By Alex Andreou
Remainers are about to fumble the European parliamentary elections and it is not because of a lack of formal cooperation or party alliances. It is because they have landed on entirely the wrong goals.
The European election has been presented as a proxy second referendum. This means that the focus has been on 'winning' it. What is the path to victory for Remain, however, if we accept it as a proxy referendum? What could Remainers hope for, if there were some sort of Remain alliance?
That 20 million people would turn out to vote for it, making an incontrovertible case for a People's Vote? It will never happen. That the government could be pressured into pivoting to a second referendum? That will never happen, either – the Conservative party's losses will be mostly to the right. Is the hope perhaps to send a slate of pro-EU MEPs to the European parliament? Sure, maximising the number of good MEPs would be great, but if Brexit still goes ahead in the next few months it is largely pointless.
Labour's policy is the real obstacle for Remainers. The only realistic and urgent goal therefore, the only thing that can make a true difference in the short and medium term, given parliamentary arithmetic and our electoral system, is to pressure Labour into supporting – finally and unequivocally – what the majority of its members and voters demand: a second referendum with the option to Remain. It's to show Jeremy Corbyn and his team that there are more votes to be won by moving firmly to a Remain position and more votes to be lost by not.
Farage understands this entirely from his side. He has not unveiled Anne Widdecombe and Annunziata Rees-Mogg to attract moderates or disaffected progressives. His goal is not to force an election and get a majority in the Commons. He is aiming clearly and precisely at a protest vote that will hurt the Tories from the right, forcing them into championing no-deal. He is forcing players already at the table to represent his wishes.
Remainers must realise as clear and simple a plan. And once that aim becomes clear, the strategy does too.
Given the Labour National Executive Council's equivocation yesterday, its complete refusal to acknowledge the vast majority of its MPs, MEPs, CLPs, unions, members, grassroot activists and voters, we know that a vote for Labour will be tallied, broadly, in the pro-Brexit column, just like it was after the 2017 general election, when our votes were cynically co-opted into the '80% of voters support Brexit' narrative. We must not reward this betrayal a second time.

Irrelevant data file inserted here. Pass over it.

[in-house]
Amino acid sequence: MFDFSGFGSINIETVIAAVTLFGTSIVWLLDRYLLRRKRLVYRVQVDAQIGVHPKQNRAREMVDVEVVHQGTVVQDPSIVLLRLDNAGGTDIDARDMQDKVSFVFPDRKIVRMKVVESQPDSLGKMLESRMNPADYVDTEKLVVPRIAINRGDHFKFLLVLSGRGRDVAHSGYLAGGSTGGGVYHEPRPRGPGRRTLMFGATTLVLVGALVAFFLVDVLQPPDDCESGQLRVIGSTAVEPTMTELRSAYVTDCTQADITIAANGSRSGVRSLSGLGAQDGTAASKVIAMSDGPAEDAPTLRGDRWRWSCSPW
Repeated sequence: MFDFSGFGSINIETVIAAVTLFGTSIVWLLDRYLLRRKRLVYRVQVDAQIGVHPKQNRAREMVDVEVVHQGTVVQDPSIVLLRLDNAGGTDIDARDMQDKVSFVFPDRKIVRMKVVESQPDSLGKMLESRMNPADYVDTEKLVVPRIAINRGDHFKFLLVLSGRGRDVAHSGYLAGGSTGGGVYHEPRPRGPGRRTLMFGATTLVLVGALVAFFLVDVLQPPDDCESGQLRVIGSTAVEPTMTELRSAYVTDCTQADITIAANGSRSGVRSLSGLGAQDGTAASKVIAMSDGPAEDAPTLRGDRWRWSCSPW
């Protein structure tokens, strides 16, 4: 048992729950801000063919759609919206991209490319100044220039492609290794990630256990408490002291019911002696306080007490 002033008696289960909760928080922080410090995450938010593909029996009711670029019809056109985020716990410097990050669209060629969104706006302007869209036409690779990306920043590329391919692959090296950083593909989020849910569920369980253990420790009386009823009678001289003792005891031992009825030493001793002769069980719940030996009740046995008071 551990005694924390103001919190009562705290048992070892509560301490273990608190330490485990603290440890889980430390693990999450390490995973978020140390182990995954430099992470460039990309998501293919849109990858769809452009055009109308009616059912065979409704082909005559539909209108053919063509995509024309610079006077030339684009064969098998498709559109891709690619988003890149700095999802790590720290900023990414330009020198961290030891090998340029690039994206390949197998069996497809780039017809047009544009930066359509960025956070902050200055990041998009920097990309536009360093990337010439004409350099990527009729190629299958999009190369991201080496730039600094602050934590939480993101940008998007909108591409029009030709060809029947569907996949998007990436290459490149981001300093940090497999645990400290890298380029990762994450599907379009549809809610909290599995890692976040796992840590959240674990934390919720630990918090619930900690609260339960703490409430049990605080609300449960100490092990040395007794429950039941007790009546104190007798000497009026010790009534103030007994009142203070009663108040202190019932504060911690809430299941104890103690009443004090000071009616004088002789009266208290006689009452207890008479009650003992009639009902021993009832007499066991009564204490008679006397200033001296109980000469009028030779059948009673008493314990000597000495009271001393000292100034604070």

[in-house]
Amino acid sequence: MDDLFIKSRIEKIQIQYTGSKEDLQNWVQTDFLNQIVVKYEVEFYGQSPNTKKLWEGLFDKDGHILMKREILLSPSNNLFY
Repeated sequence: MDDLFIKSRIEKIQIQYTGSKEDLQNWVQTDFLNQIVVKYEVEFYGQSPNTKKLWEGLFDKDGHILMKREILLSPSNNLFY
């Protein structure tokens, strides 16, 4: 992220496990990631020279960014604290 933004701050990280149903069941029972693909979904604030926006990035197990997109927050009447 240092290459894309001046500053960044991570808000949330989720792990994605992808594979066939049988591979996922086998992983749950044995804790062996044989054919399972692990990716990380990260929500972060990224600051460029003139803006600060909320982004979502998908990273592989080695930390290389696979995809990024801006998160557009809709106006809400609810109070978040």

Only one statistic matters: total numbers of Labour voters (or potential Labour voters) taken away from them in all areas. For this you need the Remain vote to turn out. It is all that matters. Big numbers. And that requires three things: a relentless registration drive between now and the May 7th deadline, a clear campaign which focuses on Labour's equivocation and motivates disaffected Remainers to switch their vote to any clearly pro-EU party, and high turnout on the day.
But on the Remain side, all this why-can't-we-get-our-act-together dithering and hand-wringing does precisely the opposite: it generates anger directed at Remain parties. It de-energises Remainers and suppresses their vote. It makes them feel hopeless, helpless, less likely to register and less likely to vote. It is entirely self-defeating.
It would be terrific if people end up voting strategically to turn numbers into MEPs, but that is ultimately a secondary objective. The European election is not a proxy referendum. There is no path to victory for Remain, except one: cornering Labour into taking its proper position as a champion for Remain. It is the only thing that can make a real difference in the coming months.
And, in this respect, strategic voting is irrelevant, the number of MEPs is irrelevant, which Remain party you favour is irrelevant, how well Farage does is irrelevant. The only thing that matters is to show Labour that there is no route to No.10 unless they change tack. The only strategy is to give Labour a bloody nose, in as emphatic a way as possible.
Alex Andreou is a writer, actor and cook living in London and Greece.
The opinions in Politics.co.uk's Comment and Analysis section are those of the author and are no reflection of the views of the website or its owners.